Got a need for speed? Be careful around the stock market's curves

Lesser-known, low-volatility shares typically beat their highly popular, more volatile peers.

  • By Mark Hulbert,
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Low-volatility stocks have passed yet another test. And it was a big one: Did a portfolio of previously low-volatility stocks protect investors from a significant chunk of the market's turmoil earlier this year?

You be the judge. So far this year, the iShares Edge MSCI Minimum Volatility USA ETF (USMV) has experienced 37% less daily volatility than the S&P 500 (.SPX) (as judged by the variance of daily returns). That's right in line with what we'd expect, given this ETF's beta of 0.66.

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In return for saving investors from much of the market's volatility, furthermore, this ETF paid a relatively small price: Its year-to-date gain, according to FactSet, is 4.5%, versus 5.7% for the SPDR S&P 500 ETF (SPY).

The question that this year-to-date experience in effect poses for investors: Are you willing to give up a small price — in this case 1.2 percentage points over a six-month period — in order to reduce your portfolio's volatility by a third?

Consider that low-volatility stocks typically also perform admirably in bull markets, lagging the market indices by only a modest margin. As a result, over a full market cycle that includes both bull and bear markets, low volatility stocks historically have performed just as well as the overall market (if not better) with significantly less volatility.

That's a winning combination.

Over the last five years, for example, according to investment researcher Morningstar, the iShares Edge MSCI Minimum Volatility USA ETF has produced a 12.3% annualized return, versus 12.9% annualized for the S&P 500. That's a small price for reducing risk by a third, according to the Capital Assets Pricing Model, the standard theoretical model for understanding the relationship between risk and return. As a result, the iShares ETF significantly outperforms the S&P 500 on a risk-adjusted basis.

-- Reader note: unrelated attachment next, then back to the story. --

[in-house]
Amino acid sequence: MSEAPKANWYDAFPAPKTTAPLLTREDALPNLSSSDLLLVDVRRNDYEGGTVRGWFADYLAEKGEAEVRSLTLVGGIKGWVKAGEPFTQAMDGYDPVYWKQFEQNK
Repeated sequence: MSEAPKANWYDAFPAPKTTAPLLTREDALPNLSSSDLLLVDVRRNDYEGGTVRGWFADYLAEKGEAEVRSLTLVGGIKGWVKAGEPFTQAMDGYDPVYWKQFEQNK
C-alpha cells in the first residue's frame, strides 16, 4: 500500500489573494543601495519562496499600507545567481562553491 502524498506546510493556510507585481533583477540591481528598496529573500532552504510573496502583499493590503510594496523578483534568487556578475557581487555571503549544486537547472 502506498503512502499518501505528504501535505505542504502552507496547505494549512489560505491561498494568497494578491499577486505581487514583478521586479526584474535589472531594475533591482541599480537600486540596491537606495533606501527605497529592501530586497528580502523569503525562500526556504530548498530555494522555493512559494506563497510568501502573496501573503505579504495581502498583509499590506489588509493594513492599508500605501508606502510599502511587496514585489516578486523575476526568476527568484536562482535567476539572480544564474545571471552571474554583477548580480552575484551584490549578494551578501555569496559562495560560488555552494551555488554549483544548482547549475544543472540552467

Another way of appreciating low-volatility stocks' investment rationale is the percentage of up and down markets that they "capture." According to Morningstar, the iShares Edge ETF over the last five years has "captured" 82% of the S&P 500's upside, versus only 62% of the market's downside.

Not a bad trade-off.

To be sure, low-volatility stocks in recent years haven't fully lived up to historical precedents. According to a study by the late Robert Haugen and Nardin Baker, a portfolio that held the 10% of stocks with lowest historical volatilities did 18% per year better between 1990 and 2011, on average, than the decile containing the most volatile stocks. This result reflected average performance not just in the U.S. market but in 32 foreign countries' markets as well.

But keep in mind that the market over the last several years has been dramatically less volatile than usual. The low-volatility-stock approach wouldn't be expected to live up to historical expectations in such an environment. In any case, it's worth emphasizing, the approach's recent performance is still compelling on a risk-adjusted basis, even if it hasn't matched previous decades.

Why would a low-volatility strategy perform as well as it does? Human psychology appears to be a major factor: We naturally pay the greatest attention to the stocks that are the most volatile. But as a consequence of this greater attention, Baker has explained to me over the years, "we tend to overpay for the most volatile stocks" — which, in turn, means that such stocks tend to be below-average subsequent performers.

Baker and Haugen documented this by correlating the performance of a stock with the number of stories about it that had previously appeared on Dow Jones News Wires. They found a highly significant inverse correlation: The most volatile stocks by far had the most stories written about them and delivered the lowest subsequent returns.

In contrast, the least volatile stocks are boring — so much so that few journalists bother to cover them and few, if any, Wall Street analysts follow them.

The particular metric that Haugen and Baker used to identify low-volatility stocks was the standard deviation of monthly returns over the trailing 24 months. Below are those least-volatile stocks as of the end of June that are also recommended for purchase by at least one of the investment newsletters I monitor:

  • Aflac (AFL)
  • Amdocs (DOX)
  • BCE (BCE)
  • Coca Cola (KO)
  • Toronto-Dominion Bank (TD)

A quick check of new stories about these stocks provides evidence that is consistent with Haugen's and Baker's findings. On the MarketWatch website, for example, the most "recent" news story focused on Amdocs was 2½ years ago; for BCE it was 18 months ago.

The question to ask yourself is whether you're willing to invest in boring stocks in order to produce decent and steady returns over the long term. Many of you, if you're honest, will have to admit that you crave more excitement. There's no shame in that concession. Just realize that you'll probably pay a price to satisfy your craving.

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